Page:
The 7. 8-magnitude earthquake that struck Turkiye and Syria on February 6 has claimed more than 20,000 lives so far, making it the second deadliest quake to hit the region. The last time Turkiye witnessed a quake of this magnitude was at Erzincan in 1939.
In recent memory, severe quakes in Bhuj (2001), Kashmir (2005) and Nepal (2015) have also left massive trails of devastation but – going by cold statistics alone – none of them counts among this century’s worst.
By far the severest quake since the start of the 20th century occurred in Chile in 1960. It had a magnitude of 9. 5 – which means it was 50 times* stronger than the 7. 8 magnitude quake in Turkiye and 63 times stronger than the 7. 7-magnitude Bhuj quake. In the 21st century, several high-intensity earthquakes have been recorded. The Indian Ocean earthquake – which struck off the coast of Sumatra, Indonesia, in 2004 wi th a magnitude of 9. 1 (20 times stronger than the Turkiye quake) – killed nearly 2. 3 lakh people across 14 countries after triggering tsunami waves up to 50 metres high. It was the third most intense earthquake in recorded history and the deadliest natural disaster of the 21st century.


Data shows quakes have become more frequent over the past century, but this is likely due to the improvements in earthquake detection technology and increase in the number of sensors. While high-intensity earthquakes have been less frequent this century, casualties and destruction from quakes have risen dramatically due to the growing population and construction densities.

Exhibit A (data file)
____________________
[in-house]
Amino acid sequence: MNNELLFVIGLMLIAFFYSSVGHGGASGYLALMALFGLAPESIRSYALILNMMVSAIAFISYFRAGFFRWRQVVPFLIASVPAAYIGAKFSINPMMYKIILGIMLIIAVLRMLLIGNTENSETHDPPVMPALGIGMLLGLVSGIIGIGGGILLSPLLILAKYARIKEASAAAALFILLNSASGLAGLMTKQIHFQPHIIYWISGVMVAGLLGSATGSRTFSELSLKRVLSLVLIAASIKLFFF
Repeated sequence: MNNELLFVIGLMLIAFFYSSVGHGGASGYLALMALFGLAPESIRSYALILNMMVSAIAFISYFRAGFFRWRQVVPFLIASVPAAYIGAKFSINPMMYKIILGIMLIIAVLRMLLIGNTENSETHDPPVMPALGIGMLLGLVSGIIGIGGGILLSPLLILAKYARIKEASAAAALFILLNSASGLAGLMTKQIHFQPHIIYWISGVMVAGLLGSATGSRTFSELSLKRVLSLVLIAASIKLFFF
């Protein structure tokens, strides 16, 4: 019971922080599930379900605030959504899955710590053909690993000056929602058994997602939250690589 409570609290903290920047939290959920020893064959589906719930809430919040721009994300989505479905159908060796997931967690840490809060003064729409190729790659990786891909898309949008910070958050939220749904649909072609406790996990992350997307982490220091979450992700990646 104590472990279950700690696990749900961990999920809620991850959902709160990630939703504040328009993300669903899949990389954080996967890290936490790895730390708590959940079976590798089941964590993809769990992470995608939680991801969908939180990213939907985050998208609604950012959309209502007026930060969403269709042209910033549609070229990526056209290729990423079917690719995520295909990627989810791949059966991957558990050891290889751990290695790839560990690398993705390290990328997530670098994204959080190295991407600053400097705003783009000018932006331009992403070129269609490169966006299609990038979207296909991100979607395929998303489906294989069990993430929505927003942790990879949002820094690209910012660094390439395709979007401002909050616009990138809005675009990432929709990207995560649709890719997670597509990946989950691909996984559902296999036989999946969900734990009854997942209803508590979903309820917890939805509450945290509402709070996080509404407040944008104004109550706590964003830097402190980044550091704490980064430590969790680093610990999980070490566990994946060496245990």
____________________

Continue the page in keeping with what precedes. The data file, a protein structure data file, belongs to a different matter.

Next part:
For instance, the Haiti earthquake of 2010 led to nearly 2. 3 lakh deaths with a considerably lower recorded magnitude of 7 (one-sixth the strength of the Turkiye quake). The island nation, with a population of just over 1 crore, was illprepared to handle a severe earthquake and many lives were lost during the rescue operations, which lacked adequate resources. Beyond the immediate devastation, earthquakes can also have longer-term impacts.
The 2011 magnitude-9. 1 earthquake in Japan originated in the Pacific Ocean, leading to a tsunami that caused the Fukushima Daiichi nuclear disaster. There were meltdowns in three reactors and radioactive water was discharged into the ocean. Its overall economic cost was $235 b illion, and a World Bank study at the time said it was the costliest disaster in history. A 2020 report found it shrank the Japanese GDP by nearly 0. 5 percentage points.
*Per the USGS quake intensity calculator.



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